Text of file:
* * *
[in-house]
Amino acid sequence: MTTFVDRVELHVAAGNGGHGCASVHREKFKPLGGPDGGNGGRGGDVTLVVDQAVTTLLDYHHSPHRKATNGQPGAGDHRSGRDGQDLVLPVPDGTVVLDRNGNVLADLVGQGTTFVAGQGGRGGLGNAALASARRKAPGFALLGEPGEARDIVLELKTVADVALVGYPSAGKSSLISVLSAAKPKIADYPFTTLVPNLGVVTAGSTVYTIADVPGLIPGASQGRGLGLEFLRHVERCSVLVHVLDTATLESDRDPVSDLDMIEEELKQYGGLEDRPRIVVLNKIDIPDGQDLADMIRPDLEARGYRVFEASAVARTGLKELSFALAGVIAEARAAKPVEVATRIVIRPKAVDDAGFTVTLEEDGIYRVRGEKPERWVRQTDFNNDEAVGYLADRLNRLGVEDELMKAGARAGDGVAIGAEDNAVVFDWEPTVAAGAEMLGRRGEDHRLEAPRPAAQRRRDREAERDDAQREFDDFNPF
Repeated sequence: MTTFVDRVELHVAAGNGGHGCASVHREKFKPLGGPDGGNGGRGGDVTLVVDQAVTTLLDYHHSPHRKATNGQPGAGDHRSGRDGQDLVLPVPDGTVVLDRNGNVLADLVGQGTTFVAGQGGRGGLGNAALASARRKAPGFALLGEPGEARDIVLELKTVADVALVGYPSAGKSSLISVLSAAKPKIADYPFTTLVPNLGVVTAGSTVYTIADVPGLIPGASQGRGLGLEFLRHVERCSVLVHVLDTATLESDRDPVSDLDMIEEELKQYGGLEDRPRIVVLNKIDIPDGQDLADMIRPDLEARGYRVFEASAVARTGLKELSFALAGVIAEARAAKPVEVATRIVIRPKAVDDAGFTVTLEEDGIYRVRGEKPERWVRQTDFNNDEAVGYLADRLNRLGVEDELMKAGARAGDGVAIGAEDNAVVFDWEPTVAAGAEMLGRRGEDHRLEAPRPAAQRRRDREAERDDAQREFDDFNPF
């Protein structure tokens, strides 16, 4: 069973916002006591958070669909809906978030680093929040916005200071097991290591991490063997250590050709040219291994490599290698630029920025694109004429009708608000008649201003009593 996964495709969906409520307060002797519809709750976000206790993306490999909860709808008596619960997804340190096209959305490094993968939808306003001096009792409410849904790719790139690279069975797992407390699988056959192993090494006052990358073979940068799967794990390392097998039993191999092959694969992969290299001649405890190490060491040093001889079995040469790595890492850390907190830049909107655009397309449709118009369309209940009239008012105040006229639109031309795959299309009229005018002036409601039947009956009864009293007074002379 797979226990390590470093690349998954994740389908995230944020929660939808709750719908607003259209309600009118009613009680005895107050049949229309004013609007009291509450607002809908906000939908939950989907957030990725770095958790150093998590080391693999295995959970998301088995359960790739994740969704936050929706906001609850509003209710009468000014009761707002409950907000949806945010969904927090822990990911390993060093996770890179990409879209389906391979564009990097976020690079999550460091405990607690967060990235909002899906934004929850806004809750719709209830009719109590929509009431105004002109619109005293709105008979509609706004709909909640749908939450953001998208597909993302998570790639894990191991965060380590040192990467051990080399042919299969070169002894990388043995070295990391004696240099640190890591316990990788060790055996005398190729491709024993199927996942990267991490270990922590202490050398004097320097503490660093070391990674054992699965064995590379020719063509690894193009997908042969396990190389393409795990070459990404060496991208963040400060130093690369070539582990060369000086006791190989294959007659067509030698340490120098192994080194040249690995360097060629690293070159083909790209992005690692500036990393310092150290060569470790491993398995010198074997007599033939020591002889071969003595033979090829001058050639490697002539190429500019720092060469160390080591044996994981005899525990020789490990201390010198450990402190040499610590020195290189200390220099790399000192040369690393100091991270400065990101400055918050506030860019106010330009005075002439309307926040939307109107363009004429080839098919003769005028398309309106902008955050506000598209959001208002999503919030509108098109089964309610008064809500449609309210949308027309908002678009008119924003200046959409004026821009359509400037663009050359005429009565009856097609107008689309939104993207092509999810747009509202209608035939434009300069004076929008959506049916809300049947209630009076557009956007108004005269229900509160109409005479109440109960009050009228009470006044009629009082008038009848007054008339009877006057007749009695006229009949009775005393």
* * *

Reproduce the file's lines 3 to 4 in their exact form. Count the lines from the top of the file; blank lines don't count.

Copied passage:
Repeated sequence: MTTFVDRVELHVAAGNGGHGCASVHREKFKPLGGPDGGNGGRGGDVTLVVDQAVTTLLDYHHSPHRKATNGQPGAGDHRSGRDGQDLVLPVPDGTVVLDRNGNVLADLVGQGTTFVAGQGGRGGLGNAALASARRKAPGFALLGEPGEARDIVLELKTVADVALVGYPSAGKSSLISVLSAAKPKIADYPFTTLVPNLGVVTAGSTVYTIADVPGLIPGASQGRGLGLEFLRHVERCSVLVHVLDTATLESDRDPVSDLDMIEEELKQYGGLEDRPRIVVLNKIDIPDGQDLADMIRPDLEARGYRVFEASAVARTGLKELSFALAGVIAEARAAKPVEVATRIVIRPKAVDDAGFTVTLEEDGIYRVRGEKPERWVRQTDFNNDEAVGYLADRLNRLGVEDELMKAGARAGDGVAIGAEDNAVVFDWEPTVAAGAEMLGRRGEDHRLEAPRPAAQRRRDREAERDDAQREFDDFNPF
């Protein structure tokens, strides 16, 4: 069973916002006591958070669909809906978030680093929040916005200071097991290591991490063997250590050709040219291994490599290698630029920025694109004429009708608000008649201003009593 996964495709969906409520307060002797519809709750976000206790993306490999909860709808008596619960997804340190096209959305490094993968939808306003001096009792409410849904790719790139690279069975797992407390699988056959192993090494006052990358073979940068799967794990390392097998039993191999092959694969992969290299001649405890190490060491040093001889079995040469790595890492850390907190830049909107655009397309449709118009369309209940009239008012105040006229639109031309795959299309009229005018002036409601039947009956009864009293007074002379 797979226990390590470093690349998954994740389908995230944020929660939808709750719908607003259209309600009118009613009680005895107050049949229309004013609007009291509450607002809908906000939908939950989907957030990725770095958790150093998590080391693999295995959970998301088995359960790739994740969704936050929706906001609850509003209710009468000014009761707002409950907000949806945010969904927090822990990911390993060093996770890179990409879209389906391979564009990097976020690079999550460091405990607690967060990235909002899906934004929850806004809750719709209830009719109590929509009431105004002109619109005293709105008979509609706004709909909640749908939450953001998208597909993302998570790639894990191991965060380590040192990467051990080399042919299969070169002894990388043995070295990391004696240099640190890591316990990788060790055996005398190729491709024993199927996942990267991490270990922590202490050398004097320097503490660093070391990674054992699965064995590379020719063509690894193009997908042969396990190389393409795990070459990404060496991208963040400060130093690369070539582990060369000086006791190989294959007659067509030698340490120098192994080194040249690995360097060629690293070159083909790209992005690692500036990393310092150290060569470790491993398995010198074997007599033939020591002889071969003595033979090829001058050639490697002539190429500019720092060469160390080591044996994981005899525990020789490990201390010198450990402190040499610590020195290189200390220099790399000192040369690393100091991270400065990101400055918050506030860019106010330009005075002439309307926040939307109107363009004429080839098919003769005028398309309106902008955050506000598209959001208002999503919030509108098109089964309610008064809500449609309210949308027309908002678009008119924003200046959409004026821009359509400037663009050359005429009565009856097609107008689309939104993207092509999810747009509202209608035939434009300069004076929008959506049916809300049947209630009076557009956007108004005269229900509160109409005479109440109960009050009228009470006044009629009082008038009848007054008339009877006057007749009695006229009949009775005393």